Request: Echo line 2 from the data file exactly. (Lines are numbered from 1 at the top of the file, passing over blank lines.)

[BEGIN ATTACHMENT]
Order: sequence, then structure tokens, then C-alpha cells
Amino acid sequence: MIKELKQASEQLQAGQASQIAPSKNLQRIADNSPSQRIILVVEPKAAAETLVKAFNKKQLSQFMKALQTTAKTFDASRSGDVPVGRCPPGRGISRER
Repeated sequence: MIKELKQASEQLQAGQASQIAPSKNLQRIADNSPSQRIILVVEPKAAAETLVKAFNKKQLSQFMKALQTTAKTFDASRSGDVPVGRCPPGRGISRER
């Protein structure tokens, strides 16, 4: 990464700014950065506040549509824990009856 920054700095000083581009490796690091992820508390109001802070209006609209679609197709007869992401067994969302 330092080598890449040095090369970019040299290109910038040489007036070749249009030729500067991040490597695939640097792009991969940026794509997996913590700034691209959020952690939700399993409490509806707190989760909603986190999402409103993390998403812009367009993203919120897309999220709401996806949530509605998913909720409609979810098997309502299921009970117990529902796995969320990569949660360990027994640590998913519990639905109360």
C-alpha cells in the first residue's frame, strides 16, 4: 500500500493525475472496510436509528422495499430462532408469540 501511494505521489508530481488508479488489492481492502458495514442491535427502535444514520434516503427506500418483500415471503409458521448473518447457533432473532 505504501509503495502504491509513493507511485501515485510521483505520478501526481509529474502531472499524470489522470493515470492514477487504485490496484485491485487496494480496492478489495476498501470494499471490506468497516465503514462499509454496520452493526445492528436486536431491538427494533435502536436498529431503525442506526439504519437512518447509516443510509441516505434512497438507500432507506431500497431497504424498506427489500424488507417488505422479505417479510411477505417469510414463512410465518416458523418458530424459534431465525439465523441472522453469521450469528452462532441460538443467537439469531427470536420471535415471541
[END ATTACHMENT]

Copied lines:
Amino acid sequence: MIKELKQASEQLQAGQASQIAPSKNLQRIADNSPSQRIILVVEPKAAAETLVKAFNKKQLSQFMKALQTTAKTFDASRSGDVPVGRCPPGRGISRER